Commenting in the light of the Evangelical Alliance's highlighting of the impact of new UK immigration rules on Christians, the religion and society think-tank Ekklesia has reiterated that attention is needed to the injustice and humanity of the system as a whole, in addition to specific cases.
In his recent speech at the Convention on Modern Liberty, Vaughan Jones, a URC minister and CEO of the London-wide agency Praxis, which works in solidarity with displaced people regardless of creed, said: "There are two deep rooted threads within most religious traditions. One is concern for the stranger in our midst, the 'other' who is worthy of respect; and the second is the religious requirement to care for our brother and sister in need."
Jones, who is an Ekklesia associate, added: "It is by no means uncommon for a local church congregation to find itself defending a member facing deportation. Most pastorally engaged clergy in urban contexts will be dealing with immigration issues of one kind or another."
He commented: "The governments of the western world have consistently refused to sign the International Convention on the rights of Migrants and their Families.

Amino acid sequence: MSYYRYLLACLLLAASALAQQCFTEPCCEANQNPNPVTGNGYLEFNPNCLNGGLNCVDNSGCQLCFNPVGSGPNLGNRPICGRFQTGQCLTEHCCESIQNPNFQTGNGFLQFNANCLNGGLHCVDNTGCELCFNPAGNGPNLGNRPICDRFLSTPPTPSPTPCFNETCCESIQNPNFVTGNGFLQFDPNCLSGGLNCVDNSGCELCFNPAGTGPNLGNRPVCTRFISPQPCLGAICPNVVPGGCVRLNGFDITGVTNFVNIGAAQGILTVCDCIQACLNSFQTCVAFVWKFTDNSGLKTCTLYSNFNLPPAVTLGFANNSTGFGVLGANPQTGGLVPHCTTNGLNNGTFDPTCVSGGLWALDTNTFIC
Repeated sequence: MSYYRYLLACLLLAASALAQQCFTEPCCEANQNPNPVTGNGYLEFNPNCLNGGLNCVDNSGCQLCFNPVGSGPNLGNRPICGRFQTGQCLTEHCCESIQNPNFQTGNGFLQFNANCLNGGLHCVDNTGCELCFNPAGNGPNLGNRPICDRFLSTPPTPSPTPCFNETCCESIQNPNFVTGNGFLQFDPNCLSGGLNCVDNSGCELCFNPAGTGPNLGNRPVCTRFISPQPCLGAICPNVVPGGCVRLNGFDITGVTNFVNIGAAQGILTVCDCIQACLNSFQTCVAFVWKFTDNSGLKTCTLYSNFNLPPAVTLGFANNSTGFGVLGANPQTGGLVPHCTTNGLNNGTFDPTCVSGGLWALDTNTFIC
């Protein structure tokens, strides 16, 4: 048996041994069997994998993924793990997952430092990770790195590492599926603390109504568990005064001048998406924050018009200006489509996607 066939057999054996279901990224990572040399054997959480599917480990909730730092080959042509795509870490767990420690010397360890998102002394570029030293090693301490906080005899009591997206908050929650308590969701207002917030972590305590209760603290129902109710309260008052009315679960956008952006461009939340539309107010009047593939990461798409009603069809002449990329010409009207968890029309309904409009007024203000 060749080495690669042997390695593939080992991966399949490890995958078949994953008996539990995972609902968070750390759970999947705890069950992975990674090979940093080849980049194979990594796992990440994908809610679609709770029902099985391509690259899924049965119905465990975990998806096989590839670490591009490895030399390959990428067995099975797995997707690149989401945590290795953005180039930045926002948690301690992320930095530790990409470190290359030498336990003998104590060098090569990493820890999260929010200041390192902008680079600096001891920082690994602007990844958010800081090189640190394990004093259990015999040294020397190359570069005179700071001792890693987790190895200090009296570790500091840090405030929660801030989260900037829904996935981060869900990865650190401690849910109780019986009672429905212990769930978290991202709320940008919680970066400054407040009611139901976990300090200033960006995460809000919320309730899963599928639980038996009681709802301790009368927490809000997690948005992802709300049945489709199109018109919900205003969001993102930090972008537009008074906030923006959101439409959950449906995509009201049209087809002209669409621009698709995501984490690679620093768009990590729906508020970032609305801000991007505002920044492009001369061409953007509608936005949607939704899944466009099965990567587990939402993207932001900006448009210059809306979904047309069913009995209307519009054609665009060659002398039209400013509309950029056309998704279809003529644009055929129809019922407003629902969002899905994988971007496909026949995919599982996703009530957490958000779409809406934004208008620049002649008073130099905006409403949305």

"It is not considered inappropriate to imprison children in the UK detention centres for considerably longer than 42 days when neither they nor their parents have committed crimes. It is not considered an imposition on freedom to deny the right to income, recourse to public funds. It is not considered an imposition on liberty to remove their access to legal representation.
"So does the migrant have a human right? Are migrants fully human? The answer as it currently appears from government is, 'unfortunately they are human, but we will do everything we possibly can to stop them from being so'.”
See also: Vaughan Jones,'Humanity and justice is "modern liberty" for Christians' (http://ekklesia.co.uk/node/8859), 'The asylum debate has lost its humanity' (http://ekklesia.co.uk/node/8059) and 'Are immigration controls moral?' (http://ekklesia.co.uk/research/280405immigration)
Ekklesia's coverage of immigration justice issues, nationally and internationally: http://www.ekklesia.co.uk/tags/156